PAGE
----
The Fact-Check is The Seventy Four’s ongoing series that examines the ways in which journalists, politicians and leaders misuse or misinterpret education data and research. See our complete Fact-Check archive.
Tenure,” American Federation of Teachers (AFT) President Randi Weingarten has written
, “is not a job for life. It’s ensuring fairness and due process before someone can be fired, plain and simple.”
National Education Association President Lily Eskelsen Garcia insists it’s a lie
when someone says “it’s nearly impossible to fire a bad teacher.”
Echoing these arguments is Century Foundation senior fellow Rick Kahlenberg who recently wrote
in an article for the “American Educator” — a magazine published by the AFT — that “2.1 percent of American public school teachers, including tenured teachers, were fired for cause.” This is based on data
from the National Center for Education Statistics (NCES), which conducts surveys of school districts across the country.
Kahlenberg concludes that perhaps teacher dismissals in a few high-profile districts could be streamlined, but that overall the data suggest Garcia and Weingarten are right, and that a reasonable number of tenured teachers are fired every year.
This data — that the average district fires about three tenured teachers per year for poor performance — has long been cited
to argue against pushing for more teacher dismissals.
But are these numbers accurate?
More recent statistics
, also from NCES, suggest that in districts across the country, it is rare for a tenured teacher to be formally dismissed due to poor performance. In fact, the two data sets find wildly divergent numbers of tenured teachers fired for cause.
According to 2007–08 data, roughly one in 40 tenured teachers is fired for poor performance. But the more recent data suggests that it’s more like one in 500 tenured teachers.1
What can explain such a massive disparity in the rate of dismissal for tenured teachers?
I put the question to NCES staff member Chelsea Owen and she explained that the survey questions had undergone revision between years. How the question was asked in 2007–08 seemed to produce irregularities, she said in an email.
Specifically some “respondents reported numbers of dismissed tenured and non-tenured teachers which summed (added up) to more than the number of teachers in the district.” There were data checks for this Owen said, but the question was revised for the 2011–12 data to get results that could be better checked for irregularities.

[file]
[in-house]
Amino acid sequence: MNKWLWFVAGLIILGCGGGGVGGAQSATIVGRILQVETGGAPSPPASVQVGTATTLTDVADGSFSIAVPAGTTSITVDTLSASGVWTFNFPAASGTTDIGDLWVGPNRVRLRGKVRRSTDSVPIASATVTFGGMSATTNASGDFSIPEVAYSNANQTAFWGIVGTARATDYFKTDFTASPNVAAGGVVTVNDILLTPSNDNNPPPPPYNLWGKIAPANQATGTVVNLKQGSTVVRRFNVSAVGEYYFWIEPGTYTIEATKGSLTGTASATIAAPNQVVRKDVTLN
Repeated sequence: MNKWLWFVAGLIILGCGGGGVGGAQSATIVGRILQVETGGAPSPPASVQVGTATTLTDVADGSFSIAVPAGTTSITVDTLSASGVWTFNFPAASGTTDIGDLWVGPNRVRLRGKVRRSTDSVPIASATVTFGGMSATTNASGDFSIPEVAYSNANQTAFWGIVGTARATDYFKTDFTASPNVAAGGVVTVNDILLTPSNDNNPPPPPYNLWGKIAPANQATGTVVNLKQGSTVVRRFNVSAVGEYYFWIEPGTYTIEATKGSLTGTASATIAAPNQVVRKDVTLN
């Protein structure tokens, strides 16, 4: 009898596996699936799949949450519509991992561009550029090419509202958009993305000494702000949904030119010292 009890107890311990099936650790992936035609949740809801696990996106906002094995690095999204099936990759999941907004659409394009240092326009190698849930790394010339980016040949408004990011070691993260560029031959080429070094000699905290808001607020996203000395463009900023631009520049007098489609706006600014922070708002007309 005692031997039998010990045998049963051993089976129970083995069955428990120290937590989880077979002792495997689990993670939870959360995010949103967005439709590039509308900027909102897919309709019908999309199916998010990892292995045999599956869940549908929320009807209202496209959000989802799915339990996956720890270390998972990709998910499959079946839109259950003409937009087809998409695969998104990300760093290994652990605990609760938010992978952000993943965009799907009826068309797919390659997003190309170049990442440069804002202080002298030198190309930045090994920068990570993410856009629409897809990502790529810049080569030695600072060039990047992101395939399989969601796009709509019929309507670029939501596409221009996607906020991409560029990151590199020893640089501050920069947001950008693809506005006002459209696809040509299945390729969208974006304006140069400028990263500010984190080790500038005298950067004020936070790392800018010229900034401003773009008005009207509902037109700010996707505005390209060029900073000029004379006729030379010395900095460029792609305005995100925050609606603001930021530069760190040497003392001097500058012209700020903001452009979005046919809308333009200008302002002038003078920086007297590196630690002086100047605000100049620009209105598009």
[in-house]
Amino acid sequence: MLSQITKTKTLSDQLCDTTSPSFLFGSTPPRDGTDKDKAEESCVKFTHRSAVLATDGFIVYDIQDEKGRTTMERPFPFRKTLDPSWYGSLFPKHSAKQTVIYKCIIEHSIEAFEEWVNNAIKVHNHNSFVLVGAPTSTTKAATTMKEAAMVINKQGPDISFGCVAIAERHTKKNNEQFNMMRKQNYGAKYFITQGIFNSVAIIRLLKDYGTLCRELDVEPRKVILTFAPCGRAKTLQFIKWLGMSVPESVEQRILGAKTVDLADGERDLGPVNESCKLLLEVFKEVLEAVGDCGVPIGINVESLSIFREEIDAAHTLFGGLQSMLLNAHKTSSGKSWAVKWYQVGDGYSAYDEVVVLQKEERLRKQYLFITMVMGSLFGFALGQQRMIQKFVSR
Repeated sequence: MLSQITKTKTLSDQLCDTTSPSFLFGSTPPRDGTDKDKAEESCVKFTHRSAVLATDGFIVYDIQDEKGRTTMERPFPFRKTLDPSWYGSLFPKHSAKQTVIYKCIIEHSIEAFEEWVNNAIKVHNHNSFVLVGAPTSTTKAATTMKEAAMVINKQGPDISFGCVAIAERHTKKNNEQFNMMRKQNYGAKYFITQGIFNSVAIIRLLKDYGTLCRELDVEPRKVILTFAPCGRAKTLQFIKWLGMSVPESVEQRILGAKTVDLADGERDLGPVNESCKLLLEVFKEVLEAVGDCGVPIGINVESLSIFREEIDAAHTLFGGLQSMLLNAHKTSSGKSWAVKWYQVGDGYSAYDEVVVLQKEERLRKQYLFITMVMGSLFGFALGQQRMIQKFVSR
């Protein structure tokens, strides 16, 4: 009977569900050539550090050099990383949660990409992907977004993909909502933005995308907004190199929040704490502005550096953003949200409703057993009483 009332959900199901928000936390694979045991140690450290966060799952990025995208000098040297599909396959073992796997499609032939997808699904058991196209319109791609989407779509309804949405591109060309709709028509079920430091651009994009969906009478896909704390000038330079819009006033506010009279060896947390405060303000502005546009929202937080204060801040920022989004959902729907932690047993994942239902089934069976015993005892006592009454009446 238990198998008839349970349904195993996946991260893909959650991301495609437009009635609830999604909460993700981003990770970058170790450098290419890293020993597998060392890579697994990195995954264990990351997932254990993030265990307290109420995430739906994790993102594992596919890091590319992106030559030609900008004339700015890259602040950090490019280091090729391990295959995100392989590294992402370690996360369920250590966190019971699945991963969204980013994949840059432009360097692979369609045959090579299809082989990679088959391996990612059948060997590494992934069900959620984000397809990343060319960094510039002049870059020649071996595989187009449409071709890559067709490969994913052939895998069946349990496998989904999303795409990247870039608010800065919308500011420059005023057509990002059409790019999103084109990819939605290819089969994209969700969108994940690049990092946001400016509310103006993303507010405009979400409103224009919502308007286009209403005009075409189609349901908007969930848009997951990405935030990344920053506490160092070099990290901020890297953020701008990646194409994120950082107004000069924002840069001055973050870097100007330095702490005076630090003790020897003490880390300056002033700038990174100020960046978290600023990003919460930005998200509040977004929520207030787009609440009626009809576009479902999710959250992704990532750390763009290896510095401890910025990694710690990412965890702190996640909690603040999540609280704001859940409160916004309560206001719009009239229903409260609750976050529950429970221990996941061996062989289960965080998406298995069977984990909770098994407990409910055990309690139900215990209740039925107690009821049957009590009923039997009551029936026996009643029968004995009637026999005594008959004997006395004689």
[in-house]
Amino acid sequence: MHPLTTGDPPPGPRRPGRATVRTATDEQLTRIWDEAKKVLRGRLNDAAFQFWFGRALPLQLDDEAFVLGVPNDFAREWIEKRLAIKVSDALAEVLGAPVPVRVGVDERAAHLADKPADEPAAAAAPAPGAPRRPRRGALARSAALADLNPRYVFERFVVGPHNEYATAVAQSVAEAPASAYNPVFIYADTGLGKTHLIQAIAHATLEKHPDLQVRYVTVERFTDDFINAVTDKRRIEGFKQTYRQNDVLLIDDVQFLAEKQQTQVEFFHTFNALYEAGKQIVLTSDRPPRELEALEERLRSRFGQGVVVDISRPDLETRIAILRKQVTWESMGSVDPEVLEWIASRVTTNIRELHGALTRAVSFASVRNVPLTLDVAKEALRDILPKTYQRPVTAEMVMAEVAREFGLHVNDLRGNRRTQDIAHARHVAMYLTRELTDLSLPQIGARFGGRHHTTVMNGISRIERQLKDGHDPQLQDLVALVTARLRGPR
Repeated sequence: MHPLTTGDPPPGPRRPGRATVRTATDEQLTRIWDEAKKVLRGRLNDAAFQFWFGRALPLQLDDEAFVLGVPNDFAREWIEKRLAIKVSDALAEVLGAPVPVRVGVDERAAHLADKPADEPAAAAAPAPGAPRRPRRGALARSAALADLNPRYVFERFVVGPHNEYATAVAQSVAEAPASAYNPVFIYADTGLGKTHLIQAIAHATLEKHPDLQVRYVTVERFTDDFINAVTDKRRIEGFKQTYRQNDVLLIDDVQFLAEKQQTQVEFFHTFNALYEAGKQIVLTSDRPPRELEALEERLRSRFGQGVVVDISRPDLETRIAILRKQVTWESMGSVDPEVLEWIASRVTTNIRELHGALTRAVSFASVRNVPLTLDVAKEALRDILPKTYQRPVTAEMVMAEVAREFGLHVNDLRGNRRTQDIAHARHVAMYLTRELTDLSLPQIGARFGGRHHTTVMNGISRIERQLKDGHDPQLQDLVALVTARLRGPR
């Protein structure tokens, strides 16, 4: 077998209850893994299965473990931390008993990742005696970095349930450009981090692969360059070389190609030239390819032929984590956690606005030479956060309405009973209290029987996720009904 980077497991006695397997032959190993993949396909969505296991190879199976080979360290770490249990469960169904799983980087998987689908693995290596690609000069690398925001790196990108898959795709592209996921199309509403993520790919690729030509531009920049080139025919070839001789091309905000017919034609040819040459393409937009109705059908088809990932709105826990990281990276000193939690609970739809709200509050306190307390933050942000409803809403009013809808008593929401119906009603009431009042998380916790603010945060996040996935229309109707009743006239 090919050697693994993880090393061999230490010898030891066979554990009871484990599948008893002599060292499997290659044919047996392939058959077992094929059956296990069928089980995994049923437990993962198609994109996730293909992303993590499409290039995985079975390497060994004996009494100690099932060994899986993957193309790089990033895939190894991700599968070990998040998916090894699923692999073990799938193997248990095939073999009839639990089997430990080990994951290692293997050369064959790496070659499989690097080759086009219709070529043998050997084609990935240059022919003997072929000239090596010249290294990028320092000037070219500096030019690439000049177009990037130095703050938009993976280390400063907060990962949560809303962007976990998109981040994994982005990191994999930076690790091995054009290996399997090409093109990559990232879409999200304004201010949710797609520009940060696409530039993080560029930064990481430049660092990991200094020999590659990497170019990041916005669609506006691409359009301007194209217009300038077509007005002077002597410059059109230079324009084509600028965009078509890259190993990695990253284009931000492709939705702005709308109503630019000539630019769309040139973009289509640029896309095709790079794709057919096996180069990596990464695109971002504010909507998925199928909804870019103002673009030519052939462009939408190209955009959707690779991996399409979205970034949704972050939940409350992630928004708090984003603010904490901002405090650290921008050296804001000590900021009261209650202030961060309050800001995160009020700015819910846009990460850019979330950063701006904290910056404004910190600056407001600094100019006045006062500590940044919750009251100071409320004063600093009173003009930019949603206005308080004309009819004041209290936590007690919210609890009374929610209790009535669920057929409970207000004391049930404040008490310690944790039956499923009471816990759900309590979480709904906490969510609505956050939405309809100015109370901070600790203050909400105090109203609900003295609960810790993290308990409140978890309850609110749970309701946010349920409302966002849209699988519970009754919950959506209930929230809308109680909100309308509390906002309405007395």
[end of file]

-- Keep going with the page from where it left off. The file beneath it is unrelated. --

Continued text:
Owen added, “While both the 2007-08 and 2011-12 surveys collect the counts of tenured and non-tenured teachers who were dismissed due to poor performance, it is likely that a change in estimates observed over time may be (at least partially) due to the changes in how the question was asked.“
What this means is that any reference to the 2007–08 data is outdated and potentially inaccurate. The more recent data suggests that it is relatively rare for a tenured teacher to be formally dismissed for poor performance. And this number might be even lower if it weren’t for districts such as Washington, D.C., which has fired teachers deemed low-performing and thus has a high rate of teacher dismissals in the most recent data. (About one in twenty Washington, D.C. teachers were dismissed for poor performance in the 2010–11 school year.)
To be clear, these numbers do not answer the fundamental question of whether more teachers should be dismissed. They also don’t include ineffective teachers who leave the profession of their own volition or who are counseled out by administrators without going through the formal dismissal process. And they do not include tenured teachers dismissed for reasons unrelated to performance.
Finally, such stats can’t show whether or not the processes for dismissing tenured teachers across the country are overly cumbersome.
Some economists have suggested, using data simulations, that dismissing about 5 percent of the teaching force — approximately 180,00 teachers — would improve student achievement. But others have argued that this would be impractical and even counterproductive.
These debates will surely continue. But in the meantime, we should make sure to have them with accurate and up-to-date data, which find that most districts in the country dismiss very few tenured teacher for poor performance.
1. These are rough estimates since neither years of data show the precise total number of tenured versus non-tenured teachers. I got these numbers by finding the number of teachers who have tenure nationally ( according to 2011–2012 NCES data), which is about 55 percent. That means that in 2011–12, the average district had about 103 tenured teachers, of whom .2 were dismissed for poor performance. In 2007–08, if the proportion of tenured teachers is same, that means 116 teachers per district had tenure, of whom 3 were dismissed for poor performance on average. (back to story)